Unrelated Donor Reduced-Intensity Allogeneic Hematopoietic Stem Cell Transplantation for Relapsed and Refractory Hodgkin Lymphoma
Hematopoietic Stem Cell Transplantation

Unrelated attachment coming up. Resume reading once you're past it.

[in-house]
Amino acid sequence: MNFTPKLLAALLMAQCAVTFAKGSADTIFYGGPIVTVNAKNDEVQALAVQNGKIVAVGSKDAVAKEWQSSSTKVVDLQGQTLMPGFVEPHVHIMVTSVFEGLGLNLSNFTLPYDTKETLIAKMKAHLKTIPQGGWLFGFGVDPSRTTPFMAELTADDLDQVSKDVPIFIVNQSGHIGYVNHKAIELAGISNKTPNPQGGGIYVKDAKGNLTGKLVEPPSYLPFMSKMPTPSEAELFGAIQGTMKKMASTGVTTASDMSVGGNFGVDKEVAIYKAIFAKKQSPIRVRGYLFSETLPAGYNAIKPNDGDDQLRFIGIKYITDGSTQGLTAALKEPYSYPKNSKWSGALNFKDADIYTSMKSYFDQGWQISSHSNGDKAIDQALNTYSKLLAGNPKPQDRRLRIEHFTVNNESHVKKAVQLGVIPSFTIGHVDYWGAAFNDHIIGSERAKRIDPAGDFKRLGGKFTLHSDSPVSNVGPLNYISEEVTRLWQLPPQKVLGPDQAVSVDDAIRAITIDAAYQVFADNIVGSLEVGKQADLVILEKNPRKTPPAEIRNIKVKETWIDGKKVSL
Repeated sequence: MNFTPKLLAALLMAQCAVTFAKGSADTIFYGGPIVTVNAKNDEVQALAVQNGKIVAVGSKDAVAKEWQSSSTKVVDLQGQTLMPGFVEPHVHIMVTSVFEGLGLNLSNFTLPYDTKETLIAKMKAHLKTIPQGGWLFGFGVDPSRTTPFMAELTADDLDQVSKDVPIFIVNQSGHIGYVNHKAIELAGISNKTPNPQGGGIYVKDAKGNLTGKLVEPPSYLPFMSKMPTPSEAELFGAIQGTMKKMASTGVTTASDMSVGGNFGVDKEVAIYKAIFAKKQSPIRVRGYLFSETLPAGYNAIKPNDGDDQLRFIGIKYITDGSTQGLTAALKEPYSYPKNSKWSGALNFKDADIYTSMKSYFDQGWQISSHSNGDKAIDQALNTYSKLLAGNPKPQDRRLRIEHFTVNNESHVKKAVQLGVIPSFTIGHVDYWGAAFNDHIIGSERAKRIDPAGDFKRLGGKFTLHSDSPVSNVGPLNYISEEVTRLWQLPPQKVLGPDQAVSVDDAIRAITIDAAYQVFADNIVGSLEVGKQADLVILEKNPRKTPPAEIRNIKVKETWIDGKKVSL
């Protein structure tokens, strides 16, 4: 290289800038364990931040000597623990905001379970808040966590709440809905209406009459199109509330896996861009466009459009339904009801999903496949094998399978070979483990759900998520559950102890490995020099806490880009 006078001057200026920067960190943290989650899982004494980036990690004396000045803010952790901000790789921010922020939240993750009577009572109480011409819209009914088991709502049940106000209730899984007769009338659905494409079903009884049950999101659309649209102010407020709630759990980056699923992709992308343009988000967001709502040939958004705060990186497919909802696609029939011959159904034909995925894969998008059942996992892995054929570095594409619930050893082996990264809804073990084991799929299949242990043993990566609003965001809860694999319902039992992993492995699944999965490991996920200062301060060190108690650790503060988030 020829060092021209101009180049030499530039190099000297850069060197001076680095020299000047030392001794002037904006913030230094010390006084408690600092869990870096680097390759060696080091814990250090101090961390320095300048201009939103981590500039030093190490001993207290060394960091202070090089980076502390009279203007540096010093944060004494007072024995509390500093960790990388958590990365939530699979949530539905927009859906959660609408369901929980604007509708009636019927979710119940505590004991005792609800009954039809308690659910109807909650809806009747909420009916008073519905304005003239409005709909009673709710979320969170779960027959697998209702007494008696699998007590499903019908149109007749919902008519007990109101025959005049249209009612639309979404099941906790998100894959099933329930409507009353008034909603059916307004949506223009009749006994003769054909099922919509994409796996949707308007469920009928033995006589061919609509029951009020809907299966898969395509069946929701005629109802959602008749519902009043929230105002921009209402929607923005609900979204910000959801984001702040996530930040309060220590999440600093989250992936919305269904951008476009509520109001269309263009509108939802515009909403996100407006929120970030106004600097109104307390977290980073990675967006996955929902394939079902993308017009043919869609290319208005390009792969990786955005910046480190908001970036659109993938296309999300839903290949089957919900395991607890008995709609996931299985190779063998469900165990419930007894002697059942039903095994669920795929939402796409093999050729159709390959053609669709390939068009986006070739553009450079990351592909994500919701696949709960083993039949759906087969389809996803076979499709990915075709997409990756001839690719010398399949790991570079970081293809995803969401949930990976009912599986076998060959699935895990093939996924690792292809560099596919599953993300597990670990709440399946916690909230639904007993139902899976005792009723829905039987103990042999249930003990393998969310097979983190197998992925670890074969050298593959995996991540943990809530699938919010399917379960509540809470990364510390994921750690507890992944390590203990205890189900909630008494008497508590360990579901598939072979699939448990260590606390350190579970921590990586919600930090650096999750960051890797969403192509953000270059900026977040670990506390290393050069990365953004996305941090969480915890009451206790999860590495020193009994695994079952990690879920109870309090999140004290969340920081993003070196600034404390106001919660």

Myeloablative allogeneic hematopoietic cell transplantation (HCT) may cure patients with relapsed or refractory Hodgkin lymphoma (HL), but is associated with a high treatment-related mortality (TRM). Reduced-intensity and nonmyeloablative (RIC/NST) conditioning regimens aim to lower TRM. We analyzed the outcomes of 143 patients undergoing unrelated donor RIC/NST HCT for relapsed and refractory HL between 1999 and 2004 reported to the Center for International Blood and Marrow Transplant Research (CIBMTR). Patients were heavily pretreated, including autologous HCT in 89%. With a median follow-up of 25 months, the probability of TRM at day 100 and 2 years was 15% (95% confidence interval [CI] 10%-21%) and 33% (95% CI 25%-41%), respectively. The probabilities of progression free survival (PFS) and overall survival (OS) were 30% and 56% at 1 year and 20% and 37% at 2 years. The presence of extranodal disease and the Karnofsky Performance Scale (KPS) <90 were significant risk factors for TRM, PFS, and OS, whereas chemosensitivity at transplantation was not. Dose intensity of the conditioning regimen (RIC versus NST) did not impact outcomes. Unrelated donor HCT with RIC/NST can salvage some patients with relapsed/refractory HL, but relapse remains a common reason for treatment failure. Clinical studies should be aimed at reducing the incidence of acute graft-versus-host disease (GVHD) and relapse.